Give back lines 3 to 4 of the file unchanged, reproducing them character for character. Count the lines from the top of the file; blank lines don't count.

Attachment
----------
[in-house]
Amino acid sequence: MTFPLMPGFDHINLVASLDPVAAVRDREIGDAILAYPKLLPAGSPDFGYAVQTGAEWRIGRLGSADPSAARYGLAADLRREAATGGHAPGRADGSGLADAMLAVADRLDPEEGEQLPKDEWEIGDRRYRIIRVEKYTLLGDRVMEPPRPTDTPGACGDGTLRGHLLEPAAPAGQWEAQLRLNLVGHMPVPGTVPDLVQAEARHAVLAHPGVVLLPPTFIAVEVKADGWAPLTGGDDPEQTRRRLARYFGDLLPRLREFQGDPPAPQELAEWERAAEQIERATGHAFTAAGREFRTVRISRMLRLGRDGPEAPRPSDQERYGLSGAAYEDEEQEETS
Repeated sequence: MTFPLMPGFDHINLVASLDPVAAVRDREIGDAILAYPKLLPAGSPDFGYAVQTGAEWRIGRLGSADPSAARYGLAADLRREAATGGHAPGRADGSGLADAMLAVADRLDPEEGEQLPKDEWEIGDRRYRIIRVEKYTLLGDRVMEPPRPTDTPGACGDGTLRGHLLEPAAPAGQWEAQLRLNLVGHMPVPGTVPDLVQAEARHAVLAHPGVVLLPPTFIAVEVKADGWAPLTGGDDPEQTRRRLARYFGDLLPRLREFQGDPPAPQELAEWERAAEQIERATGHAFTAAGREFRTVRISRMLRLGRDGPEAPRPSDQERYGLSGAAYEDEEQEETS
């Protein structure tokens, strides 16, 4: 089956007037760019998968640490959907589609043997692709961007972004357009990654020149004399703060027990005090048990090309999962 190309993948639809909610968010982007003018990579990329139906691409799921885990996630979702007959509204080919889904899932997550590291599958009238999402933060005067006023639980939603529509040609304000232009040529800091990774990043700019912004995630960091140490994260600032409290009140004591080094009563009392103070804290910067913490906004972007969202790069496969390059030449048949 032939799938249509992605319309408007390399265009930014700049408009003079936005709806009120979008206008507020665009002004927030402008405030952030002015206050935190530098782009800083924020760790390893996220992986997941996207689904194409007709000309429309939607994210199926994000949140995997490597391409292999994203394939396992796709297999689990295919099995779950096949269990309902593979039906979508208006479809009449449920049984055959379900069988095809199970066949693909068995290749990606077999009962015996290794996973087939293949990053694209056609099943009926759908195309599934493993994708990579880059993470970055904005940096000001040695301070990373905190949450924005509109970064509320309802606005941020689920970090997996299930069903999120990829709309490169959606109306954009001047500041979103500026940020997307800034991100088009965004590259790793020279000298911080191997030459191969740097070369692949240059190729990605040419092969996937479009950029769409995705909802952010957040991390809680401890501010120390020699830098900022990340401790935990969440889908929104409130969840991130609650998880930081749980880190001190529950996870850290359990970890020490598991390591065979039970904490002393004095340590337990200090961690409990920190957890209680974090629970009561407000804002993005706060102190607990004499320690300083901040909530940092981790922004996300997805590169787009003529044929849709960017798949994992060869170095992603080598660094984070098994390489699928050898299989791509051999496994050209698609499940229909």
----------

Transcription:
Repeated sequence: MTFPLMPGFDHINLVASLDPVAAVRDREIGDAILAYPKLLPAGSPDFGYAVQTGAEWRIGRLGSADPSAARYGLAADLRREAATGGHAPGRADGSGLADAMLAVADRLDPEEGEQLPKDEWEIGDRRYRIIRVEKYTLLGDRVMEPPRPTDTPGACGDGTLRGHLLEPAAPAGQWEAQLRLNLVGHMPVPGTVPDLVQAEARHAVLAHPGVVLLPPTFIAVEVKADGWAPLTGGDDPEQTRRRLARYFGDLLPRLREFQGDPPAPQELAEWERAAEQIERATGHAFTAAGREFRTVRISRMLRLGRDGPEAPRPSDQERYGLSGAAYEDEEQEETS
């Protein structure tokens, strides 16, 4: 089956007037760019998968640490959907589609043997692709961007972004357009990654020149004399703060027990005090048990090309999962 190309993948639809909610968010982007003018990579990329139906691409799921885990996630979702007959509204080919889904899932997550590291599958009238999402933060005067006023639980939603529509040609304000232009040529800091990774990043700019912004995630960091140490994260600032409290009140004591080094009563009392103070804290910067913490906004972007969202790069496969390059030449048949 032939799938249509992605319309408007390399265009930014700049408009003079936005709806009120979008206008507020665009002004927030402008405030952030002015206050935190530098782009800083924020760790390893996220992986997941996207689904194409007709000309429309939607994210199926994000949140995997490597391409292999994203394939396992796709297999689990295919099995779950096949269990309902593979039906979508208006479809009449449920049984055959379900069988095809199970066949693909068995290749990606077999009962015996290794996973087939293949990053694209056609099943009926759908195309599934493993994708990579880059993470970055904005940096000001040695301070990373905190949450924005509109970064509320309802606005941020689920970090997996299930069903999120990829709309490169959606109306954009001047500041979103500026940020997307800034991100088009965004590259790793020279000298911080191997030459191969740097070369692949240059190729990605040419092969996937479009950029769409995705909802952010957040991390809680401890501010120390020699830098900022990340401790935990969440889908929104409130969840991130609650998880930081749980880190001190529950996870850290359990970890020490598991390591065979039970904490002393004095340590337990200090961690409990920190957890209680974090629970009561407000804002993005706060102190607990004499320690300083901040909530940092981790922004996300997805590169787009003529044929849709960017798949994992060869170095992603080598660094984070098994390489699928050898299989791509051999496994050209698609499940229909």